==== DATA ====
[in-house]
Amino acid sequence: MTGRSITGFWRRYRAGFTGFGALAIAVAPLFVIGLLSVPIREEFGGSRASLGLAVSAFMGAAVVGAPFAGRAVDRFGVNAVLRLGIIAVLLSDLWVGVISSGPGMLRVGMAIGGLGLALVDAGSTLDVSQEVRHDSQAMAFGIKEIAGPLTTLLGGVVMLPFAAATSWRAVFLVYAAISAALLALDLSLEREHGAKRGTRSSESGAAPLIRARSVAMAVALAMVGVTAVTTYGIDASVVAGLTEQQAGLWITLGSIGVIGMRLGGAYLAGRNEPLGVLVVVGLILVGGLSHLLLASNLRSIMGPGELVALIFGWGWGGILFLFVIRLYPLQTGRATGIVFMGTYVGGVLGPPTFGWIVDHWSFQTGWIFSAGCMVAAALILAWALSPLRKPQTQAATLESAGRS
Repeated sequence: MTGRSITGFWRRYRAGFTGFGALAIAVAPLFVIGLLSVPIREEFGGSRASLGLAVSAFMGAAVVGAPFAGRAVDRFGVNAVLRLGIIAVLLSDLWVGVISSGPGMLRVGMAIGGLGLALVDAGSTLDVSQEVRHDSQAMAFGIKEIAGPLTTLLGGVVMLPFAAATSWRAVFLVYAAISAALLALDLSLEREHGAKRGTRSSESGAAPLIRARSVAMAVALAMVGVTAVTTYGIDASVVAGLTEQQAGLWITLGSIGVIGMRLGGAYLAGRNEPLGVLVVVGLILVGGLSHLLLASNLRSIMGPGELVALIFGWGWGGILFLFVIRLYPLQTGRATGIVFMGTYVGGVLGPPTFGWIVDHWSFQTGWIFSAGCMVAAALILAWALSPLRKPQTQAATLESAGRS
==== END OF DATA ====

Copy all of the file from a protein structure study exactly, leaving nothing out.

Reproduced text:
[in-house]
Amino acid sequence: MTGRSITGFWRRYRAGFTGFGALAIAVAPLFVIGLLSVPIREEFGGSRASLGLAVSAFMGAAVVGAPFAGRAVDRFGVNAVLRLGIIAVLLSDLWVGVISSGPGMLRVGMAIGGLGLALVDAGSTLDVSQEVRHDSQAMAFGIKEIAGPLTTLLGGVVMLPFAAATSWRAVFLVYAAISAALLALDLSLEREHGAKRGTRSSESGAAPLIRARSVAMAVALAMVGVTAVTTYGIDASVVAGLTEQQAGLWITLGSIGVIGMRLGGAYLAGRNEPLGVLVVVGLILVGGLSHLLLASNLRSIMGPGELVALIFGWGWGGILFLFVIRLYPLQTGRATGIVFMGTYVGGVLGPPTFGWIVDHWSFQTGWIFSAGCMVAAALILAWALSPLRKPQTQAATLESAGRS
Repeated sequence: MTGRSITGFWRRYRAGFTGFGALAIAVAPLFVIGLLSVPIREEFGGSRASLGLAVSAFMGAAVVGAPFAGRAVDRFGVNAVLRLGIIAVLLSDLWVGVISSGPGMLRVGMAIGGLGLALVDAGSTLDVSQEVRHDSQAMAFGIKEIAGPLTTLLGGVVMLPFAAATSWRAVFLVYAAISAALLALDLSLEREHGAKRGTRSSESGAAPLIRARSVAMAVALAMVGVTAVTTYGIDASVVAGLTEQQAGLWITLGSIGVIGMRLGGAYLAGRNEPLGVLVVVGLILVGGLSHLLLASNLRSIMGPGELVALIFGWGWGGILFLFVIRLYPLQTGRATGIVFMGTYVGGVLGPPTFGWIVDHWSFQTGWIFSAGCMVAAALILAWALSPLRKPQTQAATLESAGRS